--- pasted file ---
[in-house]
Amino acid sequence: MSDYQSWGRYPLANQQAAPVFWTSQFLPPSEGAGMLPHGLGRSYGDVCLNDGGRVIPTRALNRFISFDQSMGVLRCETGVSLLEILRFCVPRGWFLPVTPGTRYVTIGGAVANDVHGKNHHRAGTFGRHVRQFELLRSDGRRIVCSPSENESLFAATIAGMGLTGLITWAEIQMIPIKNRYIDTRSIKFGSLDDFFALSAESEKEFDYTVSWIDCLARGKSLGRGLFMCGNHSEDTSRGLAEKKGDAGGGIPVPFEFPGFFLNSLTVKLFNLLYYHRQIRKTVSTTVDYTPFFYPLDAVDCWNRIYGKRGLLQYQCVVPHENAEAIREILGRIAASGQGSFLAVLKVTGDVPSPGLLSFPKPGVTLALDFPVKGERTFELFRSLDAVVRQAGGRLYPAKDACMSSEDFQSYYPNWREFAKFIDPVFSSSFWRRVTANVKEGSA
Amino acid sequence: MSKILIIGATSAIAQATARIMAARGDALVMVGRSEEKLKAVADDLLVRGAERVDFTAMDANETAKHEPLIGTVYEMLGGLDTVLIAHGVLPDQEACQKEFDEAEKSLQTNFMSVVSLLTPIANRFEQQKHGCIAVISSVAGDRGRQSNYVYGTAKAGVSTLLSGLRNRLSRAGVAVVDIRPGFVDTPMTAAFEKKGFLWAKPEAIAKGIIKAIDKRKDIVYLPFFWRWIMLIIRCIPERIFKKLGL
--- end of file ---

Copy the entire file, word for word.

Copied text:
[in-house]
Amino acid sequence: MSDYQSWGRYPLANQQAAPVFWTSQFLPPSEGAGMLPHGLGRSYGDVCLNDGGRVIPTRALNRFISFDQSMGVLRCETGVSLLEILRFCVPRGWFLPVTPGTRYVTIGGAVANDVHGKNHHRAGTFGRHVRQFELLRSDGRRIVCSPSENESLFAATIAGMGLTGLITWAEIQMIPIKNRYIDTRSIKFGSLDDFFALSAESEKEFDYTVSWIDCLARGKSLGRGLFMCGNHSEDTSRGLAEKKGDAGGGIPVPFEFPGFFLNSLTVKLFNLLYYHRQIRKTVSTTVDYTPFFYPLDAVDCWNRIYGKRGLLQYQCVVPHENAEAIREILGRIAASGQGSFLAVLKVTGDVPSPGLLSFPKPGVTLALDFPVKGERTFELFRSLDAVVRQAGGRLYPAKDACMSSEDFQSYYPNWREFAKFIDPVFSSSFWRRVTANVKEGSA
Amino acid sequence: MSKILIIGATSAIAQATARIMAARGDALVMVGRSEEKLKAVADDLLVRGAERVDFTAMDANETAKHEPLIGTVYEMLGGLDTVLIAHGVLPDQEACQKEFDEAEKSLQTNFMSVVSLLTPIANRFEQQKHGCIAVISSVAGDRGRQSNYVYGTAKAGVSTLLSGLRNRLSRAGVAVVDIRPGFVDTPMTAAFEKKGFLWAKPEAIAKGIIKAIDKRKDIVYLPFFWRWIMLIIRCIPERIFKKLGL